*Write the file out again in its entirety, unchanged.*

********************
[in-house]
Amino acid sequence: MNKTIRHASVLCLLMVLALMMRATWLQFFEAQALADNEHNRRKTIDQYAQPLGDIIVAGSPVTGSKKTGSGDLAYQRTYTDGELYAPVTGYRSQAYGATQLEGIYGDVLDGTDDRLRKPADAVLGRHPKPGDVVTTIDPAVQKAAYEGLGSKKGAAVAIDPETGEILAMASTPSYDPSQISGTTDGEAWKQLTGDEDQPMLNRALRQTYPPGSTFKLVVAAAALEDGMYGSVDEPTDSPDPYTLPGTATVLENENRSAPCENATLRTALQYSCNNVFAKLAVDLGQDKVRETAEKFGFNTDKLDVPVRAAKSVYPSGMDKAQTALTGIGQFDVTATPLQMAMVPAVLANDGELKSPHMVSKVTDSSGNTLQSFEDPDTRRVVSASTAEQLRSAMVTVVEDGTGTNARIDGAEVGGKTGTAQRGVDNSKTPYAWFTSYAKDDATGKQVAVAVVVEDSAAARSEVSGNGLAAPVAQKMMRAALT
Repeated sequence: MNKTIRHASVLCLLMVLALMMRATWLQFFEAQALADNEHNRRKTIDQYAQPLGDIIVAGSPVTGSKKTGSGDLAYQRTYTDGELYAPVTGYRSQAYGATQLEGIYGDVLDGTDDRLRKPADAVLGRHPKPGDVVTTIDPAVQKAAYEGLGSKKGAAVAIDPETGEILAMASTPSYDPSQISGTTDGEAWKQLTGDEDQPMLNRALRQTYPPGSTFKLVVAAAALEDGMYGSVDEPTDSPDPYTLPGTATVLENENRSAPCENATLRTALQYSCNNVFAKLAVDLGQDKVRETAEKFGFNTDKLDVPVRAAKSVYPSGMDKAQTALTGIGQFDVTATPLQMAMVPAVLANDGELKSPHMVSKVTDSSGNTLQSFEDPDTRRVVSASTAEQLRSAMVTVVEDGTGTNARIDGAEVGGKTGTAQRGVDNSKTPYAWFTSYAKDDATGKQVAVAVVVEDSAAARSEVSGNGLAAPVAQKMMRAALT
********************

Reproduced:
[in-house]
Amino acid sequence: MNKTIRHASVLCLLMVLALMMRATWLQFFEAQALADNEHNRRKTIDQYAQPLGDIIVAGSPVTGSKKTGSGDLAYQRTYTDGELYAPVTGYRSQAYGATQLEGIYGDVLDGTDDRLRKPADAVLGRHPKPGDVVTTIDPAVQKAAYEGLGSKKGAAVAIDPETGEILAMASTPSYDPSQISGTTDGEAWKQLTGDEDQPMLNRALRQTYPPGSTFKLVVAAAALEDGMYGSVDEPTDSPDPYTLPGTATVLENENRSAPCENATLRTALQYSCNNVFAKLAVDLGQDKVRETAEKFGFNTDKLDVPVRAAKSVYPSGMDKAQTALTGIGQFDVTATPLQMAMVPAVLANDGELKSPHMVSKVTDSSGNTLQSFEDPDTRRVVSASTAEQLRSAMVTVVEDGTGTNARIDGAEVGGKTGTAQRGVDNSKTPYAWFTSYAKDDATGKQVAVAVVVEDSAAARSEVSGNGLAAPVAQKMMRAALT
Repeated sequence: MNKTIRHASVLCLLMVLALMMRATWLQFFEAQALADNEHNRRKTIDQYAQPLGDIIVAGSPVTGSKKTGSGDLAYQRTYTDGELYAPVTGYRSQAYGATQLEGIYGDVLDGTDDRLRKPADAVLGRHPKPGDVVTTIDPAVQKAAYEGLGSKKGAAVAIDPETGEILAMASTPSYDPSQISGTTDGEAWKQLTGDEDQPMLNRALRQTYPPGSTFKLVVAAAALEDGMYGSVDEPTDSPDPYTLPGTATVLENENRSAPCENATLRTALQYSCNNVFAKLAVDLGQDKVRETAEKFGFNTDKLDVPVRAAKSVYPSGMDKAQTALTGIGQFDVTATPLQMAMVPAVLANDGELKSPHMVSKVTDSSGNTLQSFEDPDTRRVVSASTAEQLRSAMVTVVEDGTGTNARIDGAEVGGKTGTAQRGVDNSKTPYAWFTSYAKDDATGKQVAVAVVVEDSAAARSEVSGNGLAAPVAQKMMRAALT